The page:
Monday, April 28, 2008

The Ethics of Cheating

This post has nothing directly to do with Early Childhood Education. It is only tangentially related in so far as what we are teaching our young children about ethics, specifically about cheating. I presume that the majority of parents teach their children that cheating is unethical. But then what happens in the school environment that erodes the lessons learned at home?

Last September Regan McMahon, of the S.F. Chronicle, wrote an article about cheating in school called: Everybody Does It. Academic cheating is at an all-time high. Can anything be done to stop it? All parents and teachers should read the article. As a teacher for 15 years I have witnessed abundant cheating and was shocked when I read it. A few highlights:
Ask a high school or college student about cheating, and before you can finish the sentence, the person will blurt out two things: "Everybody does it," and "It's no big deal."
…a 2005 Duke University study found that 75 percent of high school students admit to cheating, and if you include copying another person's homework, that number climbs to 90 percent.
…a lot of students' philosophy is "Cheat or be cheated." So many of their friends are cheating, they figure they'd be a chump not to. "If you're the one honest kid, you're actually going to get the lower grades or the lower test scores."
If the article surprises you, visit CheatHouse.com. It is a website where a student can download a paper on just about any subject. To combat the problem, teachers now need to use plagiarism detection software that will scan the Internet to detect whether papers are copied.

I know that many, if not most, parents are largely unaware that their own children are cheating. I have had to deal, often enough, with angry parents who can’t imagine that the reason their child is struggling in math is because he/she is not doing the homework. Then to compound the situation, a child will tell the parent that the concepts weren’t explained in class. Parents are often too willing to believe the false version of the story when the only alternative is to face the fact that their child is lying. A few years ago, a good friend confronted her daughter’s high school math teacher when her daughter earned an F after attending class every day and doing all of her homework. It wasn’t until the daughter went off to college that she admitted to her mother that she had copied all of the math homework from the back of the book. My friend felt retrospectively humiliated and was devastated when her daughter admitted to having cheated.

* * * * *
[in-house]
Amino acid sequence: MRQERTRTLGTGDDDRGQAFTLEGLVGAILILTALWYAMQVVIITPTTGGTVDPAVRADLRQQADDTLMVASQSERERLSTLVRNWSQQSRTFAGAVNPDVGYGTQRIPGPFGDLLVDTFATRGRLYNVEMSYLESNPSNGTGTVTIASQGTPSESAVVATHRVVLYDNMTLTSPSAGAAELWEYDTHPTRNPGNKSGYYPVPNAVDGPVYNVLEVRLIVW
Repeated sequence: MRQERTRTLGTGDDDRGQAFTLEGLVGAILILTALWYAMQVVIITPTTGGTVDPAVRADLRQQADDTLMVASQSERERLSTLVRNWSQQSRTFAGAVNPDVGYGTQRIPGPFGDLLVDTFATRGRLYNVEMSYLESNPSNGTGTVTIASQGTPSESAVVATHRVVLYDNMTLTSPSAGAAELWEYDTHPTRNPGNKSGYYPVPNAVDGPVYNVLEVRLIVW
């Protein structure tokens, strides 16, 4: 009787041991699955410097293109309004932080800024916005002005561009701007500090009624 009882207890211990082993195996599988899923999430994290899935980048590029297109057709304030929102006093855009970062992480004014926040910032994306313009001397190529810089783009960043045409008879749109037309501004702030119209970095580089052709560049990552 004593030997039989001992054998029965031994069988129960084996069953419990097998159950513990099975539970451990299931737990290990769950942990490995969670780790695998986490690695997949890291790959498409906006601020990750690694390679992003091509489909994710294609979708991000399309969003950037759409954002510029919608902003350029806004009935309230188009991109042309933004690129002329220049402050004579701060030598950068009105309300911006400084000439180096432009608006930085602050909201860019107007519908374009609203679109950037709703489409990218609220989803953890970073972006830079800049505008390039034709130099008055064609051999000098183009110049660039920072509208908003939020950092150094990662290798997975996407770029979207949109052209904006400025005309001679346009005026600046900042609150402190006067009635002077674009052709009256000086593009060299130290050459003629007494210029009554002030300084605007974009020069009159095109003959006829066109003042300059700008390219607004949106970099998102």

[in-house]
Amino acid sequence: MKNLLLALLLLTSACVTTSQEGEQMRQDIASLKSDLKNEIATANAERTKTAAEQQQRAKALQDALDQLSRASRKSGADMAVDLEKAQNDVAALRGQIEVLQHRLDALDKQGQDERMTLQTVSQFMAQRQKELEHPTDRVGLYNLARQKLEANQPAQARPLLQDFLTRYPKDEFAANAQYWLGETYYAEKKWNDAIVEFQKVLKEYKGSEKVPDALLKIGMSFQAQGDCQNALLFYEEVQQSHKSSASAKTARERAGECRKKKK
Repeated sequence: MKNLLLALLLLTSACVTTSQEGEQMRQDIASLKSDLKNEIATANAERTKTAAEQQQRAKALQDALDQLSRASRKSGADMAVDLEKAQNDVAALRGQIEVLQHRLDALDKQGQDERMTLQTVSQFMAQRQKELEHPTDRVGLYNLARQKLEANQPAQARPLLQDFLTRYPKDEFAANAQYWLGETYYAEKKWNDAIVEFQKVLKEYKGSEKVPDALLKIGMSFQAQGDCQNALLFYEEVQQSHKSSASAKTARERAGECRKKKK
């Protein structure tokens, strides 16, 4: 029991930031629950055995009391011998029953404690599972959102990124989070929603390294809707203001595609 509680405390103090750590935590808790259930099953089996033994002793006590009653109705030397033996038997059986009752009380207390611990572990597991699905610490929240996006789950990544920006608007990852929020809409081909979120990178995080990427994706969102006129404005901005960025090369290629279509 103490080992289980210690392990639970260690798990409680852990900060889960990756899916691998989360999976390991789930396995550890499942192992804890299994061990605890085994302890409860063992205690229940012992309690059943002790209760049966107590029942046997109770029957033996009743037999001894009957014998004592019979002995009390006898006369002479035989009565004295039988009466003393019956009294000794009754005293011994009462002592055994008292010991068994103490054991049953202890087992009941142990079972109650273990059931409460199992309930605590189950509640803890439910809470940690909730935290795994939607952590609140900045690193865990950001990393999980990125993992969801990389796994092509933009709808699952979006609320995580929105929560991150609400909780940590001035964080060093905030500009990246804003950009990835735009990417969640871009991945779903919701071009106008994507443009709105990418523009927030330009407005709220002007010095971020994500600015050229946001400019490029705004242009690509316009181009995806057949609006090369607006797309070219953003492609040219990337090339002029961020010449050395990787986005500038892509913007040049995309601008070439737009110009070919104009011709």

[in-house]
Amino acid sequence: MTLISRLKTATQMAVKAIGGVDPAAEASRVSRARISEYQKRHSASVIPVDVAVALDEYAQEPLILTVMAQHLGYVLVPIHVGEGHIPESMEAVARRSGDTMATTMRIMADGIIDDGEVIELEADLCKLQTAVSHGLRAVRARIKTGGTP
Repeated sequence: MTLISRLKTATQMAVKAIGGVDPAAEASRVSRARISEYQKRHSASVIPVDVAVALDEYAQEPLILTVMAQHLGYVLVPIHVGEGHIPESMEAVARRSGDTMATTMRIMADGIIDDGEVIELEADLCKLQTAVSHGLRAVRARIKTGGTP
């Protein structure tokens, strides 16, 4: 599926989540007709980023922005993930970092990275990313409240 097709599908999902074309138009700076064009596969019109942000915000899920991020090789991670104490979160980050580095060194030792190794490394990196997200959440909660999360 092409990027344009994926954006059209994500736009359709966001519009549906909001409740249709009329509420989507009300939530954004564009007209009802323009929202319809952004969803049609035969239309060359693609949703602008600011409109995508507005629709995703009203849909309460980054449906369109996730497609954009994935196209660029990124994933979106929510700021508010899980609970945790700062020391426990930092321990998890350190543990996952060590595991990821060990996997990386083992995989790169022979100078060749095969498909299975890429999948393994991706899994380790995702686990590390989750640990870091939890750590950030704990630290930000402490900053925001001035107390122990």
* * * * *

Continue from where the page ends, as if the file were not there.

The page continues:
McMahon cites Madeline Levine, author of "The Price of Privilege: How Parental Pressure and Material Advantage Are Creating a Generation of Disconnected and Unhappy Kids." Levine says, in her book that today’s students “… will be our doctors, our lawyers, our policymakers. And if the issue of integrity is on the back burner, that doesn't bode well for all of us." In the article, it is suggested that students feel the stress of having to earn high grades to get into good colleges, or the students feel pressured by parents to get good grades. What is the problem? Do we, as a culture, feel that if a student is feeling “stressed out” about getting into a “good” college or feels “pressured” by parents to get good grades that it justifies cheating? What is wrong with feeling pressured to work harder to be more successful? What about the students that actually do the work? Is it all right for a student who cheats to win a coveted spot in a good college in lieu of the student who legitimately earned the good grades?

Pressure to get good grades, instead of earning them, is superficial and meaningless but even educators are sometimes part of the conspiracy. It the last teaching job I had, the school counselor warned me about giving poor grades to students. He told me that the last math teacher that gave students bad grades didn’t work at the school anymore. He also told me that our school was competing for spaces in college with the public school around the corner (poor urban area near San Francisco) where teachers give their students good grades for coming to school every day and behaving. I’m fairly certain that colleges know which schools are inflating grades, especially when it isn’t hard to compare grades to SAT scores. Let me know if I’m wrong.

Is it not our responsibility as parents and educators to refocus the emphasis from grades to understanding concepts? If students understand concepts, they will earn good grades.

Ms. McMahon wrote a follow-up article in March: It's time to deal with students who cheat.

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